I’m a lightweight user of Google Analytics. My questions are simple. What do people like to read? Which links are they clicking on? What keeps them coming back? My goals are to improve engagement and ensure the stuff I’m writing is relevant.
As a consultant, I have to understand what my audience wants. It’s good for me to know if something is useful or interesting. And if people like a particular topic, I can give them more about that. And less about things they don’t care about.
Social media analytics (eg Twitter, Facebook) are useful. But Google Analytics is invaluable once people have actually arrived on your website. It’s the best tool to measure user acquisition, behaviour and interests. If you haven’t already done so, read how to get started with Google Analytics.
Once you’ve set up Google Analytics for your website, here are 3 easy ways to track the effectiveness of your social media strategy.
1. How many people visit my site, and when?
Log into your Google Analytics account. Select the website you’re interested in tracking (you may only have one website connected) and click on All Web Site Data. You’ll see the home page analytics for that website. It should look something like this:
Click on the AUDIENCE tab in the navigation bar to the left of your home page, then click Overview. You’ll see a date range in the top right hand corner – this shows the last seven days as default but you can select any date range you like by clicking on the downward arrow.
The screenshot below shows the traffic (visits) to my blog for the first quarter of 2018:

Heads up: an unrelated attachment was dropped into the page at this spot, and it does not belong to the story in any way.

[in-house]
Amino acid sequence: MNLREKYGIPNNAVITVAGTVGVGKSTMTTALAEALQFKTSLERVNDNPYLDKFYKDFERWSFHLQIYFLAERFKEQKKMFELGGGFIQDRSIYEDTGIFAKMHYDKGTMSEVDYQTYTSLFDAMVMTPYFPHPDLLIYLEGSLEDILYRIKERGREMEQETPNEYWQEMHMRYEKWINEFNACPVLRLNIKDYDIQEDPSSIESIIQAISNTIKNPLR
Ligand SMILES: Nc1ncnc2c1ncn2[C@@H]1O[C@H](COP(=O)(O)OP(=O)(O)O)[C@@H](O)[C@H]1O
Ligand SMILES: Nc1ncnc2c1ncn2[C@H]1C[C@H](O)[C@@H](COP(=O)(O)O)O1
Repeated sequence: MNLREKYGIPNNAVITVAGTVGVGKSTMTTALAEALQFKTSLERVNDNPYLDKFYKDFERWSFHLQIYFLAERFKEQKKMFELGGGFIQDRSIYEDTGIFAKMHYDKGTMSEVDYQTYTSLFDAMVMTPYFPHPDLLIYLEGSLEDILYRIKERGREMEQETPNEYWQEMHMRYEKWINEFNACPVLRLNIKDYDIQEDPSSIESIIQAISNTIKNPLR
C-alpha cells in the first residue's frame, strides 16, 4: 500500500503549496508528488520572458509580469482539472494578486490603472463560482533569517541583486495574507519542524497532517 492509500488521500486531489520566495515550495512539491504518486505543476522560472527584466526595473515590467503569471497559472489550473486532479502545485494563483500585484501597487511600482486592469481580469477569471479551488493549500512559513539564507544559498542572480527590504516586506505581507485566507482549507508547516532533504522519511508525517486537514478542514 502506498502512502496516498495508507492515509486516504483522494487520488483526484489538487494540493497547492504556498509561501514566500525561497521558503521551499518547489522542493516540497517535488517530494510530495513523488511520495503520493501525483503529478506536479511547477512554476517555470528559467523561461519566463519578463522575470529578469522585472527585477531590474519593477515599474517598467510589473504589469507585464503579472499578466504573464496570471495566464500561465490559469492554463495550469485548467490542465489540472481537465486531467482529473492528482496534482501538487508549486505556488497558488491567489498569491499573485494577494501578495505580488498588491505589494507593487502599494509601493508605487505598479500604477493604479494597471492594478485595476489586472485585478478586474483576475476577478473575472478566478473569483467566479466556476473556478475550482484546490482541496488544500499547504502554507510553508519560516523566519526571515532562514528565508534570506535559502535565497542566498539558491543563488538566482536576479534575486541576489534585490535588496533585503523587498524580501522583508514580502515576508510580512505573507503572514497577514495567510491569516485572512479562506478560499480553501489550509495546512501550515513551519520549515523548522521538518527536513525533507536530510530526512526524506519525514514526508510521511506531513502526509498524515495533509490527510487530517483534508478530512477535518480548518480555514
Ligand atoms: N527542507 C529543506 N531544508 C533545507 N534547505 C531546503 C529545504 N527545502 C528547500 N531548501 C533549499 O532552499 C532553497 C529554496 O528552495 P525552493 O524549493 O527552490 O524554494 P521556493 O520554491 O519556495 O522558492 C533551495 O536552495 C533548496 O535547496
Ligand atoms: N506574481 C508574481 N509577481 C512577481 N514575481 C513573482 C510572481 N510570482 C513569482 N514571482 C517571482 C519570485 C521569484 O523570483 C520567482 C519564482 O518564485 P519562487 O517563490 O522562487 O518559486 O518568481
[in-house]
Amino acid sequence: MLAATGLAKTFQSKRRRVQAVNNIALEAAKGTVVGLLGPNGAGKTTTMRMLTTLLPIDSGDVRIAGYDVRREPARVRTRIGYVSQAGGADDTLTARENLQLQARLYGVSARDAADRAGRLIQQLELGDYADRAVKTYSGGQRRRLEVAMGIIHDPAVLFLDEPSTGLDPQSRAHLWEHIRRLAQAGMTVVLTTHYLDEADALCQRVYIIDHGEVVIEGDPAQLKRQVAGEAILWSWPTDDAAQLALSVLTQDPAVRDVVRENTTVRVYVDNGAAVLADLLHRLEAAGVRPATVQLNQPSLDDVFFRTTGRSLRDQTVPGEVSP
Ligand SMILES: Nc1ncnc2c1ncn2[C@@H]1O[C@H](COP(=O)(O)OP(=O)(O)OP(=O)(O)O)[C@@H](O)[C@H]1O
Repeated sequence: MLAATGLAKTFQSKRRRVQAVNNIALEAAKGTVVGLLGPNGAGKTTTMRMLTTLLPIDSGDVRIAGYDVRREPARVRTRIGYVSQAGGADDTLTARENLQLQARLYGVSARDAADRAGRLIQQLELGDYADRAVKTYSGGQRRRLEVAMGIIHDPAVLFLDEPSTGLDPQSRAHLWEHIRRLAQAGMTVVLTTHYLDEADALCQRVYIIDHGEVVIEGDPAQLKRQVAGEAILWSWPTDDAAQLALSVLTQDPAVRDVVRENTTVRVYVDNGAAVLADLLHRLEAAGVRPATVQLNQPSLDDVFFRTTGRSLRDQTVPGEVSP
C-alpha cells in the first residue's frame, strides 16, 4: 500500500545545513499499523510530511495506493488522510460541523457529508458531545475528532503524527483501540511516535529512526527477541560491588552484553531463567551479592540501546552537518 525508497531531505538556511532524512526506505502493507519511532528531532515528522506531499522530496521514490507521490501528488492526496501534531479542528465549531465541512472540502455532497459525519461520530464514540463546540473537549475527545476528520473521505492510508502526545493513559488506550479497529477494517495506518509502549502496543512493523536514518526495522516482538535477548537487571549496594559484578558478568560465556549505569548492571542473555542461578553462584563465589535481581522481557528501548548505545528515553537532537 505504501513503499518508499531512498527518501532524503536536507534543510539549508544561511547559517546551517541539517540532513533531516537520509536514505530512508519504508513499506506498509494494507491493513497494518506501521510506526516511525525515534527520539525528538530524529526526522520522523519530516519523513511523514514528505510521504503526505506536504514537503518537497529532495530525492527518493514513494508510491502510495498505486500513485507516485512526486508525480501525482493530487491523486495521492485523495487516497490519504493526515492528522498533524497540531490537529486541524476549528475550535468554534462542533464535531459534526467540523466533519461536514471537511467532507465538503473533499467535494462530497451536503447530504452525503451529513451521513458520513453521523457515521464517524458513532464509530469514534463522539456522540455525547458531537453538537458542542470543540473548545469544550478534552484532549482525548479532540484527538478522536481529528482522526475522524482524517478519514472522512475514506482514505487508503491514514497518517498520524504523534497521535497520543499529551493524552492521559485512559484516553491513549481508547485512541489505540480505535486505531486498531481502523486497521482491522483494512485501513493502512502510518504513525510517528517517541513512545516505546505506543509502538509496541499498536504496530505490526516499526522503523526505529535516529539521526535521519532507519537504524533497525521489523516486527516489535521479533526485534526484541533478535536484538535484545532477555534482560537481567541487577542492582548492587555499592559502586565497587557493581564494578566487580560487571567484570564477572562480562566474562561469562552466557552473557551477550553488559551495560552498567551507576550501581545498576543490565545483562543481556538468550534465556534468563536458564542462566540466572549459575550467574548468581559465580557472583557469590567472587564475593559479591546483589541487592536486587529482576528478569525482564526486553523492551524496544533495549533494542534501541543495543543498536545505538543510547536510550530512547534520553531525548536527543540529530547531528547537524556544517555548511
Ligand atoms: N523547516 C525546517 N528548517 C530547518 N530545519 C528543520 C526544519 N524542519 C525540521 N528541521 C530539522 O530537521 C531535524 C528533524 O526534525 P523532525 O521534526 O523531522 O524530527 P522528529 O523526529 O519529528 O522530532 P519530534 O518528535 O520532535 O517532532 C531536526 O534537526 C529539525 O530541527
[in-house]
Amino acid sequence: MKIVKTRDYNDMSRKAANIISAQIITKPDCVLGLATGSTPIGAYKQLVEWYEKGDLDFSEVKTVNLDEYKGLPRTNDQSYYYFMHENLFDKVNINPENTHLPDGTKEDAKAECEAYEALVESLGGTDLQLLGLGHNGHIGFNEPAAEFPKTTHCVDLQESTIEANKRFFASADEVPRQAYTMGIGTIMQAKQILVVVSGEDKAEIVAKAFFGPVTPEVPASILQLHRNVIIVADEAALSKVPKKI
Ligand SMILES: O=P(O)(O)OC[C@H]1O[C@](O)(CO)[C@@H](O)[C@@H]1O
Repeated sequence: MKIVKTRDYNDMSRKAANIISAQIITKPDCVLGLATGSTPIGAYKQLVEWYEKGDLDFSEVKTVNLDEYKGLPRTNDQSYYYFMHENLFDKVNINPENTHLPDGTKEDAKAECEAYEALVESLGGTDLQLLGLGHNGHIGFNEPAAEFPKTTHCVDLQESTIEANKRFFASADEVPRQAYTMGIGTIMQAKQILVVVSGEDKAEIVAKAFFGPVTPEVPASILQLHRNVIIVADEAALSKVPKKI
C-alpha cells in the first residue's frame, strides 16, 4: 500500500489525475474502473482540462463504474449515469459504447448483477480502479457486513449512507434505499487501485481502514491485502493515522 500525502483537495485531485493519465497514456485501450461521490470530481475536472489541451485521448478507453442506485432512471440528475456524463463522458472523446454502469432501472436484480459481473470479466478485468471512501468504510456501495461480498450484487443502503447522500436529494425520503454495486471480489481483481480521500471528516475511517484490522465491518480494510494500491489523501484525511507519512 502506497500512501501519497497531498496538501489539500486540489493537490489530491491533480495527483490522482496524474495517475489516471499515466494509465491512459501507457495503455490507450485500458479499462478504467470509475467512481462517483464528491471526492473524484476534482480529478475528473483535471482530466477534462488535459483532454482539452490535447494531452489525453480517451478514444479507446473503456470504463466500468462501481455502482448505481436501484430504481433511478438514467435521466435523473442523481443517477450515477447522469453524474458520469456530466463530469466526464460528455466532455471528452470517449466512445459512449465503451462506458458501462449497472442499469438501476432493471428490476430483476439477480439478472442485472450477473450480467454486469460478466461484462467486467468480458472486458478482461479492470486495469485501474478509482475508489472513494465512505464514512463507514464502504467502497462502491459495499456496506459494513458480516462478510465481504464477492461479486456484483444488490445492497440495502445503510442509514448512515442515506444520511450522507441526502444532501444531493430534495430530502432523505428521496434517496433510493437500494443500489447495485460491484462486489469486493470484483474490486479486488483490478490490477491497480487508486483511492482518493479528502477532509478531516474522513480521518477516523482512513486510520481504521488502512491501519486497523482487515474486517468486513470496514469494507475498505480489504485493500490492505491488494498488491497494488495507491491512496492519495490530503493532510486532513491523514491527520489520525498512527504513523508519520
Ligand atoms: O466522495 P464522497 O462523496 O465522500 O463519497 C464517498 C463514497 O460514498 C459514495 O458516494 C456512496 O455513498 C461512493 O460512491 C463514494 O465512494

In January, I started blogging regularly again after a two-year break (after being busy here and here). In the first quarter of 2018, my audience was small – but were people engaged? I wanted to see when people were visiting my site, how many were repeat visitors, and whether or not they were finding the content interesting.
My strategy is to build relationships with existing and potential clients through regular blog posts and updates. Quality backlinks and media mentions are also important.
For the first quarter of 2018, I had two notable peaks in traffic: first on Friday 5 January (87 unique visits) and secondly on Saturday 24 February (58 visits). Additional spikes in visitors came on sun 14 jan (37 visits), Fri 19 jan (31 visits), Tues 30 Jan (38), Wed 7 Feb (29), Thu 8 March (42) and Sun 10 Mar (31).
I could also see the average length of time visitors spend on my site (just over a minute), and the bounce rate (67.48%). The bounce rate is the number of visitors who leave quickly after no interaction with the site. Looks like I could be doing a lot more to engage my visitors!
2. Where do my visitors come from?
Click on the ACQUISITION tab in the navigation bar, then All Traffic, then Source/ Medium. Again, you’ll need to select the date range you wish to view from the drop-down menu on the right. This is what the Source/Medium report for my website looked like for the first three months of 2018:
Scroll down the page to view the full Source/Medium list. Adjust the amount of rows shown by choosing your preferred number in the window to the bottom right of your screen. Click on the column header (Source/Medium) to list the sources alphabetically. Your list should look something like this: